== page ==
Deloitte’s sports team, devoted to sports analysis, has put the income generated as Premier League clubs’ revenues in 2013-2014 season at £3 billion, beating the previous records.
Deloitte said that the figure is over and above the four year seasons, after passing £2 billion, adding that the revenues have doubled in seven years.
The head of the team, Dan Jones described the increase as “a remarkable achievement in isolation, but phenomenal in the wider economic context of that same period.”
He said the battle between TV firms for Premier League rights was key to driving the league’s revenues higher.
Mr. Jones, in Deloitte’s Annual Review of Football Finance said: “the entry of BT Sport into the market to compete with BSkyB has applied huge upward pressure to broadcast revenue – from the 2013-14 season onwards each domestic live game on average generates broadcast revenue of £6.5m.
“It is clear that BT Sport’s entry is not a passing fad but a serious, focused, long-term commitment.”
In 2013-14, top flight clubs benefitted, on average, from an extra £25m in broadcast revenue.
While providing a snapshot of the 2013-14 season, the Deloitte report looks at the 2012-13 season in greater depth.
There were positive signs in the Premier League, with revenues rising to £2.5bn for the first time, but the perennial issues of high wages and debts remained.
Premier League operating profits decreased slightly, and Deloitte said clubs were operating on “razor thin” margins. Wage costs as a percentage of revenues hit a new high of 71%.
Clubs’ aggregate net debt grew by £139m to a total of more than £2.5bn by summer 2013.
Deloitte says this was largely driven by an increase in interest-free “soft loans” from owners of £228m.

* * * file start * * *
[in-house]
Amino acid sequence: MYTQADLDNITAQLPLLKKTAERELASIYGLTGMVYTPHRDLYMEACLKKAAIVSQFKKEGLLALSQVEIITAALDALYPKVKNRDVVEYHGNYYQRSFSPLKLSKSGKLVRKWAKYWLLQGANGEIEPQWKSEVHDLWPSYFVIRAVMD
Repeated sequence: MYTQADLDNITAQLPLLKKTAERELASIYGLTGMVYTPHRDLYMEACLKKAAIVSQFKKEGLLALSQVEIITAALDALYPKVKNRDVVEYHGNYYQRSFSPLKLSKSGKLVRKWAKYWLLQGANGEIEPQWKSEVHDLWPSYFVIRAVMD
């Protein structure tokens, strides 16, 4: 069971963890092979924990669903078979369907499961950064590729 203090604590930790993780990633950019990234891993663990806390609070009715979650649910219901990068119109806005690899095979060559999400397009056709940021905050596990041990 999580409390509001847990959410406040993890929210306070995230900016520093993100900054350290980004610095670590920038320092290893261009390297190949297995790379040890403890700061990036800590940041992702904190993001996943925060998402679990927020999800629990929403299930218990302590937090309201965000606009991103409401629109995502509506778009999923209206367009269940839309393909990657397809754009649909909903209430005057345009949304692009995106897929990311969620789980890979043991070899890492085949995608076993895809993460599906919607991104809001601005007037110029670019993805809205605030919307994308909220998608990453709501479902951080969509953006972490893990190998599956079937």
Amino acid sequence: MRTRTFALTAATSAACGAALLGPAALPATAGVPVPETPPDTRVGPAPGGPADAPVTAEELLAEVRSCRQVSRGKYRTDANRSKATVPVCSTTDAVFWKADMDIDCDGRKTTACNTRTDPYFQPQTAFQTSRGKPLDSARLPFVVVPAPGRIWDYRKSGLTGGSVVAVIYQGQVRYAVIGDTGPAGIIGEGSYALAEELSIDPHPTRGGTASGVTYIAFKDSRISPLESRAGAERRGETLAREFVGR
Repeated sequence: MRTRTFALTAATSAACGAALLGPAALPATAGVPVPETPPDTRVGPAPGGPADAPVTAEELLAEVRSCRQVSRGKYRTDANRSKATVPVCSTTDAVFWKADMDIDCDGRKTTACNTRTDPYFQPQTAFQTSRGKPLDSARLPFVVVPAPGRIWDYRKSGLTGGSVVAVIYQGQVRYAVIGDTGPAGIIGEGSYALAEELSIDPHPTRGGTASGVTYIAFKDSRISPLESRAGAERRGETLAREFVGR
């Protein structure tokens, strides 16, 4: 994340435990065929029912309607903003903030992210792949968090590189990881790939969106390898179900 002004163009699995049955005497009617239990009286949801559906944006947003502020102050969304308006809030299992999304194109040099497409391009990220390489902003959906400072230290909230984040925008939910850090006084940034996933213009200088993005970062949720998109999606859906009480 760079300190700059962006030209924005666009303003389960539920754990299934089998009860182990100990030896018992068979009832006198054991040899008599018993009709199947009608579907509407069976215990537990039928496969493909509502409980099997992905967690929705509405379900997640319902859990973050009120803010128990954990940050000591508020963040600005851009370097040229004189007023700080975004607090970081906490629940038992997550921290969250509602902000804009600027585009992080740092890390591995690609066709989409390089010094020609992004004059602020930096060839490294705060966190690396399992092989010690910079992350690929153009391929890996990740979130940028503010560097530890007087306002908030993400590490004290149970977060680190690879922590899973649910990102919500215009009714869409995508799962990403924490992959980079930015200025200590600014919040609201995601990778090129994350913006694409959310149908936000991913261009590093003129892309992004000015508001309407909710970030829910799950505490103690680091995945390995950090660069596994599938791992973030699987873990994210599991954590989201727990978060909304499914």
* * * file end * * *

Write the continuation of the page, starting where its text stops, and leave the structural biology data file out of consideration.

In fact, soft loans totaled £1.6bn, up from £1.4bn a year earlier, represented close to two-thirds of total net debt.
Some 90% of this figure was attributable to four Premier League clubs – Chelsea, Newcastle United, Aston Villa and Queens Park Rangers,
However, Deloitte expects Uefa’s Financial Fair Play break-even requirements – which saw Manchester City punished last month for breaching the rules – to focus clubs’ minds on balancing their books.
“The signs are that most clubs are adopting a more financially robust and balanced approach to the way they run their businesses, and they must continue down this path if they are to safeguard the long term financial health of the game,” Mr Jones said.
Meanwhile, the growing global appeal of the English Premier League could be seen in the fact that during 2012-13 half of the clubs had foreign owners, compared with only one 10 years earlier.
International owners have “also influenced the increasingly global commercial perspective driving clubs’ business plans, as well as helping the overall export of the Premier League brand around the globe,” says Deloitte.
It says it is only a matter of time before there is an owner or major sponsorship deal from China, where the Premier League is a major consumer brand.
The drive to achieve promotion to the Premier League saw Championship clubs gamble heavily in 2012-13.
Wage costs exceeded revenues in the Championship for the first time in 12 years, leading to a record wage-to-revenue ratio of 106% and record operating losses of £241m.[myad]